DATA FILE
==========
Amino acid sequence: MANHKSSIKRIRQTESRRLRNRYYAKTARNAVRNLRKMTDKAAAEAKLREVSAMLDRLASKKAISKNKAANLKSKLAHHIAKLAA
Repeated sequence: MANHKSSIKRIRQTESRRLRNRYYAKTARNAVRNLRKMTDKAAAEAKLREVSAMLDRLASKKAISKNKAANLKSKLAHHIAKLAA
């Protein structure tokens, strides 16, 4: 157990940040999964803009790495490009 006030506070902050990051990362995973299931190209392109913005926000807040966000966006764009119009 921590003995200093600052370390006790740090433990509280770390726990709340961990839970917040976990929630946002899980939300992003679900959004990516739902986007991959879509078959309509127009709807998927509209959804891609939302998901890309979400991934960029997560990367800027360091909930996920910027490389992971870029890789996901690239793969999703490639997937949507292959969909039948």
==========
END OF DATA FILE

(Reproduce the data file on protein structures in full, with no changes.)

Amino acid sequence: MANHKSSIKRIRQTESRRLRNRYYAKTARNAVRNLRKMTDKAAAEAKLREVSAMLDRLASKKAISKNKAANLKSKLAHHIAKLAA
Repeated sequence: MANHKSSIKRIRQTESRRLRNRYYAKTARNAVRNLRKMTDKAAAEAKLREVSAMLDRLASKKAISKNKAANLKSKLAHHIAKLAA
């Protein structure tokens, strides 16, 4: 157990940040999964803009790495490009 006030506070902050990051990362995973299931190209392109913005926000807040966000966006764009119009 921590003995200093600052370390006790740090433990509280770390726990709340961990839970917040976990929630946002899980939300992003679900959004990516739902986007991959879509078959309509127009709807998927509209959804891609939302998901890309979400991934960029997560990367800027360091909930996920910027490389992971870029890789996901690239793969999703490639997937949507292959969909039948």